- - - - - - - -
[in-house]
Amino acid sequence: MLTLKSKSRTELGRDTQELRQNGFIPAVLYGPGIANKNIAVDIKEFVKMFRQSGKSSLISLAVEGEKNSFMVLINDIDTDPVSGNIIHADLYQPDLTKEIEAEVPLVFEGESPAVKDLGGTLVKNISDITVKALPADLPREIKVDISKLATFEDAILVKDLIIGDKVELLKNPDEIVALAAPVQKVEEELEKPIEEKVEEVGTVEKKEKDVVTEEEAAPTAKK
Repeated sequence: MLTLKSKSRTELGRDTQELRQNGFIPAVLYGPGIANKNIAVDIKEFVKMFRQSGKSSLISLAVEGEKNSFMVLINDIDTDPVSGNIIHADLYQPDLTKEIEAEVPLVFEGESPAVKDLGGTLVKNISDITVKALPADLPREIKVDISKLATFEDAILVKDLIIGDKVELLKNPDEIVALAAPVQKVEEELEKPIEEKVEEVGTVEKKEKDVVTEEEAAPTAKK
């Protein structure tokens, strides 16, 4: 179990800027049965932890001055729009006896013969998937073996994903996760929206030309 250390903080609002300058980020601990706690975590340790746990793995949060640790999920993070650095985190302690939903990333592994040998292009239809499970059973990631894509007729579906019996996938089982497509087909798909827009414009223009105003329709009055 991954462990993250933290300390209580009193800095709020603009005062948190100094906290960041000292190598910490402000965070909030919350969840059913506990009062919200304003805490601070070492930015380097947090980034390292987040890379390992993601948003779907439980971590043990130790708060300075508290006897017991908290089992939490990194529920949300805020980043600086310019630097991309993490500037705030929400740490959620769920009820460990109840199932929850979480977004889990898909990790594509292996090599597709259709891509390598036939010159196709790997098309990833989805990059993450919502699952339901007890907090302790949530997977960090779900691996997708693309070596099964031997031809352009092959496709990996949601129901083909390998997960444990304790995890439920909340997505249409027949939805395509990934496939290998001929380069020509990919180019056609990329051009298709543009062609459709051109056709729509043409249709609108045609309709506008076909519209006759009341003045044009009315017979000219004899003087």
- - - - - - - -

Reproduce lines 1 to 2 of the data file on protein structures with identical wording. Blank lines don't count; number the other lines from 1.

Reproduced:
[in-house]
Amino acid sequence: MLTLKSKSRTELGRDTQELRQNGFIPAVLYGPGIANKNIAVDIKEFVKMFRQSGKSSLISLAVEGEKNSFMVLINDIDTDPVSGNIIHADLYQPDLTKEIEAEVPLVFEGESPAVKDLGGTLVKNISDITVKALPADLPREIKVDISKLATFEDAILVKDLIIGDKVELLKNPDEIVALAAPVQKVEEELEKPIEEKVEEVGTVEKKEKDVVTEEEAAPTAKK